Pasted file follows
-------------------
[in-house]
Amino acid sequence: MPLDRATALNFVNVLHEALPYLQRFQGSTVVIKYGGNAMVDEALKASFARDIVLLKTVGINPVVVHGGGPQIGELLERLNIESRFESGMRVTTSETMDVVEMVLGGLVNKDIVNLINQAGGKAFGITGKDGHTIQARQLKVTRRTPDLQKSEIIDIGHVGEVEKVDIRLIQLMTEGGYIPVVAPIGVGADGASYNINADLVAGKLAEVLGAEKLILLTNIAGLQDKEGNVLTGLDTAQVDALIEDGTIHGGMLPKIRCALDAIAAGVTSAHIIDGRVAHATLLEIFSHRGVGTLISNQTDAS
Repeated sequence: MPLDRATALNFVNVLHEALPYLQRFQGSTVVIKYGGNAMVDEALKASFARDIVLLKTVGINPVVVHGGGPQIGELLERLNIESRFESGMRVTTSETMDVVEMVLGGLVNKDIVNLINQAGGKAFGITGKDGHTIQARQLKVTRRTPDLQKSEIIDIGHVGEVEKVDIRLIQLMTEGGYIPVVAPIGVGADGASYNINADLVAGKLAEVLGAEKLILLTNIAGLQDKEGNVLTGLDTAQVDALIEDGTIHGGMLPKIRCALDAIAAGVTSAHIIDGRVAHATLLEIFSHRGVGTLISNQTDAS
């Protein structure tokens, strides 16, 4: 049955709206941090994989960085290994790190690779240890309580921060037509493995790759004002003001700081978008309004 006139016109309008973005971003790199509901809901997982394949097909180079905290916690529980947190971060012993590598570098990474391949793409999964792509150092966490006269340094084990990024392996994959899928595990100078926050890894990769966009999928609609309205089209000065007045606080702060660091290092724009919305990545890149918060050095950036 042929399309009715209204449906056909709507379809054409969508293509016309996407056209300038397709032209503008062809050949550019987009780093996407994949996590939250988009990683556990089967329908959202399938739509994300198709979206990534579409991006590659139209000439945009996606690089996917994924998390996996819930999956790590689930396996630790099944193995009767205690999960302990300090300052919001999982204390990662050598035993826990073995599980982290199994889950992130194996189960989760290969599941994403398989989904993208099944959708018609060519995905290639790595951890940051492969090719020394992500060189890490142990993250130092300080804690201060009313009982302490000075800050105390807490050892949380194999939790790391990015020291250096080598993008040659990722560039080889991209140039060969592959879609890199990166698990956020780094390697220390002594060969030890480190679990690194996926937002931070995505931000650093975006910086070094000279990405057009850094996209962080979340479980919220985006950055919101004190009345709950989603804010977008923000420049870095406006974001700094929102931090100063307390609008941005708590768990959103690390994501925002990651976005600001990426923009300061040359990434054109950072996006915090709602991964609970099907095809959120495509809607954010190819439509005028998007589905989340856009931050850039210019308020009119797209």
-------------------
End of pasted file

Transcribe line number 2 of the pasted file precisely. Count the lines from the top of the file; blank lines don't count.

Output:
Amino acid sequence: MPLDRATALNFVNVLHEALPYLQRFQGSTVVIKYGGNAMVDEALKASFARDIVLLKTVGINPVVVHGGGPQIGELLERLNIESRFESGMRVTTSETMDVVEMVLGGLVNKDIVNLINQAGGKAFGITGKDGHTIQARQLKVTRRTPDLQKSEIIDIGHVGEVEKVDIRLIQLMTEGGYIPVVAPIGVGADGASYNINADLVAGKLAEVLGAEKLILLTNIAGLQDKEGNVLTGLDTAQVDALIEDGTIHGGMLPKIRCALDAIAAGVTSAHIIDGRVAHATLLEIFSHRGVGTLISNQTDAS